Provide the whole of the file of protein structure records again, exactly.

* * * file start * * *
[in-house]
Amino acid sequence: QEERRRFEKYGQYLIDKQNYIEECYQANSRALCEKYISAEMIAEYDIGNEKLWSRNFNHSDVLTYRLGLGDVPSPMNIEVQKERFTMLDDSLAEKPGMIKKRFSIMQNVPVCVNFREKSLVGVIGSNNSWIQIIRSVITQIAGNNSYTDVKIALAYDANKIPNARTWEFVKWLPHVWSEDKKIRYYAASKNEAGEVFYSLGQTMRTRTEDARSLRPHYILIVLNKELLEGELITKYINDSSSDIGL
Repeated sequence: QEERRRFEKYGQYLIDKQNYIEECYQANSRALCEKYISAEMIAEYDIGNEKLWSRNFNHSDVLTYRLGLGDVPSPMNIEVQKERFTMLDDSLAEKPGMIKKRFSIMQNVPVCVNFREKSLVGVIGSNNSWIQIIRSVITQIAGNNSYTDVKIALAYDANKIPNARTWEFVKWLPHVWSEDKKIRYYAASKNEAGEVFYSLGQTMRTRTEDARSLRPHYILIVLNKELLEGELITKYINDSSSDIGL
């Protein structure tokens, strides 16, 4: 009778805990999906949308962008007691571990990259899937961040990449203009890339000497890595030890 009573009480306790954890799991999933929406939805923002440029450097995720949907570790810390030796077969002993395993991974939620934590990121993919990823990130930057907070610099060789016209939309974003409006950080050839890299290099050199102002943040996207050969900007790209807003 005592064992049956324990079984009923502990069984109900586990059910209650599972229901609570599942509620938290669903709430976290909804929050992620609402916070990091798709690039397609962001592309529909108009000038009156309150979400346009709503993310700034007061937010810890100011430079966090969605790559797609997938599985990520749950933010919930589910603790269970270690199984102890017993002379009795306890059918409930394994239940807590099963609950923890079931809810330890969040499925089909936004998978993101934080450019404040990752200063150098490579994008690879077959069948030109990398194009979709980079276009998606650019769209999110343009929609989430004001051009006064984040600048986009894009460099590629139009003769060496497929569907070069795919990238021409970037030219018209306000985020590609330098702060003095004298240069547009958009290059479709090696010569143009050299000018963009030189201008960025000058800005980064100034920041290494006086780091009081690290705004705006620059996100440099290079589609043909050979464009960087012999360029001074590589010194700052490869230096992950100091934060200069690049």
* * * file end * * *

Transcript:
[in-house]
Amino acid sequence: QEERRRFEKYGQYLIDKQNYIEECYQANSRALCEKYISAEMIAEYDIGNEKLWSRNFNHSDVLTYRLGLGDVPSPMNIEVQKERFTMLDDSLAEKPGMIKKRFSIMQNVPVCVNFREKSLVGVIGSNNSWIQIIRSVITQIAGNNSYTDVKIALAYDANKIPNARTWEFVKWLPHVWSEDKKIRYYAASKNEAGEVFYSLGQTMRTRTEDARSLRPHYILIVLNKELLEGELITKYINDSSSDIGL
Repeated sequence: QEERRRFEKYGQYLIDKQNYIEECYQANSRALCEKYISAEMIAEYDIGNEKLWSRNFNHSDVLTYRLGLGDVPSPMNIEVQKERFTMLDDSLAEKPGMIKKRFSIMQNVPVCVNFREKSLVGVIGSNNSWIQIIRSVITQIAGNNSYTDVKIALAYDANKIPNARTWEFVKWLPHVWSEDKKIRYYAASKNEAGEVFYSLGQTMRTRTEDARSLRPHYILIVLNKELLEGELITKYINDSSSDIGL
């Protein structure tokens, strides 16, 4: 009778805990999906949308962008007691571990990259899937961040990449203009890339000497890595030890 009573009480306790954890799991999933929406939805923002440029450097995720949907570790810390030796077969002993395993991974939620934590990121993919990823990130930057907070610099060789016209939309974003409006950080050839890299290099050199102002943040996207050969900007790209807003 005592064992049956324990079984009923502990069984109900586990059910209650599972229901609570599942509620938290669903709430976290909804929050992620609402916070990091798709690039397609962001592309529909108009000038009156309150979400346009709503993310700034007061937010810890100011430079966090969605790559797609997938599985990520749950933010919930589910603790269970270690199984102890017993002379009795306890059918409930394994239940807590099963609950923890079931809810330890969040499925089909936004998978993101934080450019404040990752200063150098490579994008690879077959069948030109990398194009979709980079276009998606650019769209999110343009929609989430004001051009006064984040600048986009894009460099590629139009003769060496497929569907070069795919990238021409970037030219018209306000985020590609330098702060003095004298240069547009958009290059479709090696010569143009050299000018963009030189201008960025000058800005980064100034920041290494006086780091009081690290705004705006620059996100440099290079589609043909050979464009960087012999360029001074590589010194700052490869230096992950100091934060200069690049």